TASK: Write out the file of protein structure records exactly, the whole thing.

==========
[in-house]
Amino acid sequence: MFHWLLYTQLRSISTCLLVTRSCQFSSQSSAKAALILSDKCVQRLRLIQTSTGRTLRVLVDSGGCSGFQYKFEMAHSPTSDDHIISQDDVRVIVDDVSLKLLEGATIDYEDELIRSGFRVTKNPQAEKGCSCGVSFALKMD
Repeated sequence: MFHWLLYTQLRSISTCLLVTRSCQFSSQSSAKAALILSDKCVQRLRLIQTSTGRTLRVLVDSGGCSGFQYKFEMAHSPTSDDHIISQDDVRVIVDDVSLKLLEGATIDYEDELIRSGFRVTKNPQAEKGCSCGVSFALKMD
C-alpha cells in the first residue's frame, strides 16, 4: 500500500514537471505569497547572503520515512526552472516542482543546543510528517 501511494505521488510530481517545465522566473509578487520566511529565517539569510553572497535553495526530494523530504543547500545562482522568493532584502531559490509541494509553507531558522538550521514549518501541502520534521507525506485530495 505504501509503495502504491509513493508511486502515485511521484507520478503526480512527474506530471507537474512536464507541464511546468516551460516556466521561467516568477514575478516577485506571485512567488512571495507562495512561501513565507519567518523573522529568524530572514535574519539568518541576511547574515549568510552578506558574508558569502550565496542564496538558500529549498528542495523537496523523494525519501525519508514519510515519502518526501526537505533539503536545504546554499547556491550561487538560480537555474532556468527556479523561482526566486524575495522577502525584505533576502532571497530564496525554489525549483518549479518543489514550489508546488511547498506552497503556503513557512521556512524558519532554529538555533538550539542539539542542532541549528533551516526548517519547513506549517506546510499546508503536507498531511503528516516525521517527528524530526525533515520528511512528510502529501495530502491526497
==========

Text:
[in-house]
Amino acid sequence: MFHWLLYTQLRSISTCLLVTRSCQFSSQSSAKAALILSDKCVQRLRLIQTSTGRTLRVLVDSGGCSGFQYKFEMAHSPTSDDHIISQDDVRVIVDDVSLKLLEGATIDYEDELIRSGFRVTKNPQAEKGCSCGVSFALKMD
Repeated sequence: MFHWLLYTQLRSISTCLLVTRSCQFSSQSSAKAALILSDKCVQRLRLIQTSTGRTLRVLVDSGGCSGFQYKFEMAHSPTSDDHIISQDDVRVIVDDVSLKLLEGATIDYEDELIRSGFRVTKNPQAEKGCSCGVSFALKMD
C-alpha cells in the first residue's frame, strides 16, 4: 500500500514537471505569497547572503520515512526552472516542482543546543510528517 501511494505521488510530481517545465522566473509578487520566511529565517539569510553572497535553495526530494523530504543547500545562482522568493532584502531559490509541494509553507531558522538550521514549518501541502520534521507525506485530495 505504501509503495502504491509513493508511486502515485511521484507520478503526480512527474506530471507537474512536464507541464511546468516551460516556466521561467516568477514575478516577485506571485512567488512571495507562495512561501513565507519567518523573522529568524530572514535574519539568518541576511547574515549568510552578506558574508558569502550565496542564496538558500529549498528542495523537496523523494525519501525519508514519510515519502518526501526537505533539503536545504546554499547556491550561487538560480537555474532556468527556479523561482526566486524575495522577502525584505533576502532571497530564496525554489525549483518549479518543489514550489508546488511547498506552497503556503513557512521556512524558519532554529538555533538550539542539539542542532541549528533551516526548517519547513506549517506546510499546508503536507498531511503528516516525521517527528524530526525533515520528511512528510502529501495530502491526497